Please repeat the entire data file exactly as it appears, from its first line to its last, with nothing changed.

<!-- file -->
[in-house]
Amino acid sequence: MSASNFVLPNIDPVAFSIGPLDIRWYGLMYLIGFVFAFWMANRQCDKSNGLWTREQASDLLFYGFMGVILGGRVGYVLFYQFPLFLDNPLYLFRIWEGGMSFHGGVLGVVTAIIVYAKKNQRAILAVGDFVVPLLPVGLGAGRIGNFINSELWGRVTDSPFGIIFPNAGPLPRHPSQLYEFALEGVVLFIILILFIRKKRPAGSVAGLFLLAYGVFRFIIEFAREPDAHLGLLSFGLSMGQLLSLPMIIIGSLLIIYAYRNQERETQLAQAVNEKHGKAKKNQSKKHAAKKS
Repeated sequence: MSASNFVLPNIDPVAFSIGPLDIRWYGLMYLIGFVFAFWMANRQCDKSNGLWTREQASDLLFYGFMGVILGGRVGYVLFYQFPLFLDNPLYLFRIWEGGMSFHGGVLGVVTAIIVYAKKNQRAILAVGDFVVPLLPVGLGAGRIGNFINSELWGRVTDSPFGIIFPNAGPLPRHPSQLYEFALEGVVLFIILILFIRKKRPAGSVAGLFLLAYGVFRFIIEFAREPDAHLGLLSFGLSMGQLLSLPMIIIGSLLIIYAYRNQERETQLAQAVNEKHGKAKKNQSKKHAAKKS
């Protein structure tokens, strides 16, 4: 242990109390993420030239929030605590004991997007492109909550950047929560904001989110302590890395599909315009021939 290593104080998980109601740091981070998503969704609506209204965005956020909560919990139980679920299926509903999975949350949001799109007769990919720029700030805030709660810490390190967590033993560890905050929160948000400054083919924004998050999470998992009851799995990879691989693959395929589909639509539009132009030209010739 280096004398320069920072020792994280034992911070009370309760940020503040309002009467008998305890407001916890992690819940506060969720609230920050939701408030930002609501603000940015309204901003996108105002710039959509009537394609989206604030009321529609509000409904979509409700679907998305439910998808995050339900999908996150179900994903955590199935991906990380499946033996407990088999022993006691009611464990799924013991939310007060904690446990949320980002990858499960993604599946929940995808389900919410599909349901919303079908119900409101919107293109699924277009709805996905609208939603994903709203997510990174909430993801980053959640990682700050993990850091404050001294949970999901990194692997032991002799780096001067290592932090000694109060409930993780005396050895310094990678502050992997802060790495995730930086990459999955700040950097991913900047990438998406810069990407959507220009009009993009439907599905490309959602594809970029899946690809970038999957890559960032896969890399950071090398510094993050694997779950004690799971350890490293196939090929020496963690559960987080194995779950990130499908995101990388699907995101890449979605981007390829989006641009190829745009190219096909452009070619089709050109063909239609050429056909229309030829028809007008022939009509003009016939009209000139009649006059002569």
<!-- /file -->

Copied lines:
[in-house]
Amino acid sequence: MSASNFVLPNIDPVAFSIGPLDIRWYGLMYLIGFVFAFWMANRQCDKSNGLWTREQASDLLFYGFMGVILGGRVGYVLFYQFPLFLDNPLYLFRIWEGGMSFHGGVLGVVTAIIVYAKKNQRAILAVGDFVVPLLPVGLGAGRIGNFINSELWGRVTDSPFGIIFPNAGPLPRHPSQLYEFALEGVVLFIILILFIRKKRPAGSVAGLFLLAYGVFRFIIEFAREPDAHLGLLSFGLSMGQLLSLPMIIIGSLLIIYAYRNQERETQLAQAVNEKHGKAKKNQSKKHAAKKS
Repeated sequence: MSASNFVLPNIDPVAFSIGPLDIRWYGLMYLIGFVFAFWMANRQCDKSNGLWTREQASDLLFYGFMGVILGGRVGYVLFYQFPLFLDNPLYLFRIWEGGMSFHGGVLGVVTAIIVYAKKNQRAILAVGDFVVPLLPVGLGAGRIGNFINSELWGRVTDSPFGIIFPNAGPLPRHPSQLYEFALEGVVLFIILILFIRKKRPAGSVAGLFLLAYGVFRFIIEFAREPDAHLGLLSFGLSMGQLLSLPMIIIGSLLIIYAYRNQERETQLAQAVNEKHGKAKKNQSKKHAAKKS
């Protein structure tokens, strides 16, 4: 242990109390993420030239929030605590004991997007492109909550950047929560904001989110302590890395599909315009021939 290593104080998980109601740091981070998503969704609506209204965005956020909560919990139980679920299926509903999975949350949001799109007769990919720029700030805030709660810490390190967590033993560890905050929160948000400054083919924004998050999470998992009851799995990879691989693959395929589909639509539009132009030209010739 280096004398320069920072020792994280034992911070009370309760940020503040309002009467008998305890407001916890992690819940506060969720609230920050939701408030930002609501603000940015309204901003996108105002710039959509009537394609989206604030009321529609509000409904979509409700679907998305439910998808995050339900999908996150179900994903955590199935991906990380499946033996407990088999022993006691009611464990799924013991939310007060904690446990949320980002990858499960993604599946929940995808389900919410599909349901919303079908119900409101919107293109699924277009709805996905609208939603994903709203997510990174909430993801980053959640990682700050993990850091404050001294949970999901990194692997032991002799780096001067290592932090000694109060409930993780005396050895310094990678502050992997802060790495995730930086990459999955700040950097991913900047990438998406810069990407959507220009009009993009439907599905490309959602594809970029899946690809970038999957890559960032896969890399950071090398510094993050694997779950004690799971350890490293196939090929020496963690559960987080194995779950990130499908995101990388699907995101890449979605981007390829989006641009190829745009190219096909452009070619089709050109063909239609050429056909229309030829028809007008022939009509003009016939009209000139009649006059002569």